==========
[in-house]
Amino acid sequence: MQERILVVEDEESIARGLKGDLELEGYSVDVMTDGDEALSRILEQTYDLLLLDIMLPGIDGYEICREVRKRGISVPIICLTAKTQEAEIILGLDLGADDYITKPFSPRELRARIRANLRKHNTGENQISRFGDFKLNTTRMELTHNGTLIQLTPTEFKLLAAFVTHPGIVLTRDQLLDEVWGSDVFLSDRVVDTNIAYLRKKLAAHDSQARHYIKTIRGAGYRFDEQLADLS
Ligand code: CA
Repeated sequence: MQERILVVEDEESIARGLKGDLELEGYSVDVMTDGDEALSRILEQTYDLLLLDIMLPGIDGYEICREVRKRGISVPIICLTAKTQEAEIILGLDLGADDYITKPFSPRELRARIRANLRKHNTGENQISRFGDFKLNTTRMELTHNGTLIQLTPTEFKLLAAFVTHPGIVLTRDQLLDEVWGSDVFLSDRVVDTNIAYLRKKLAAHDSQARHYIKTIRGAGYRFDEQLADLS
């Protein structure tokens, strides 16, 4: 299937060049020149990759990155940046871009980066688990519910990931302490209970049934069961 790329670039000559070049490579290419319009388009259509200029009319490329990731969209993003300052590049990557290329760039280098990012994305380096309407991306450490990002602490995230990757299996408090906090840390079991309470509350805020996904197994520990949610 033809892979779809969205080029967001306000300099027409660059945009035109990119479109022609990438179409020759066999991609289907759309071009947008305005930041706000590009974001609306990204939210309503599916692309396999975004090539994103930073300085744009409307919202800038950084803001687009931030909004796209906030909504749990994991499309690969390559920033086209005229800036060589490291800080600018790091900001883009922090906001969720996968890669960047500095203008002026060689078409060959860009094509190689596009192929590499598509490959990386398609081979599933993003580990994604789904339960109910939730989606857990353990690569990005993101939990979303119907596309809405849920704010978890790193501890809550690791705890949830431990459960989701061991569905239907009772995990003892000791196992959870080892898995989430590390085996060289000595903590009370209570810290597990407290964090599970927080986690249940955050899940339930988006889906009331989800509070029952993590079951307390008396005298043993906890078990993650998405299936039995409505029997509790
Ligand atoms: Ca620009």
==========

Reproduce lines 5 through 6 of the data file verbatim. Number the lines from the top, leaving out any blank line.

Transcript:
């Protein structure tokens, strides 16, 4: 299937060049020149990759990155940046871009980066688990519910990931302490209970049934069961 790329670039000559070049490579290419319009388009259509200029009319490329990731969209993003300052590049990557290329760039280098990012994305380096309407991306450490990002602490995230990757299996408090906090840390079991309470509350805020996904197994520990949610 033809892979779809969205080029967001306000300099027409660059945009035109990119479109022609990438179409020759066999991609289907759309071009947008305005930041706000590009974001609306990204939210309503599916692309396999975004090539994103930073300085744009409307919202800038950084803001687009931030909004796209906030909504749990994991499309690969390559920033086209005229800036060589490291800080600018790091900001883009922090906001969720996968890669960047500095203008002026060689078409060959860009094509190689596009192929590499598509490959990386398609081979599933993003580990994604789904339960109910939730989606857990353990690569990005993101939990979303119907596309809405849920704010978890790193501890809550690791705890949830431990459960989701061991569905239907009772995990003892000791196992959870080892898995989430590390085996060289000595903590009370209570810290597990407290964090599970927080986690249940955050899940339930988006889906009331989800509070029952993590079951307390008396005298043993906890078990993650998405299936039995409505029997509790
Ligand atoms: Ca620009």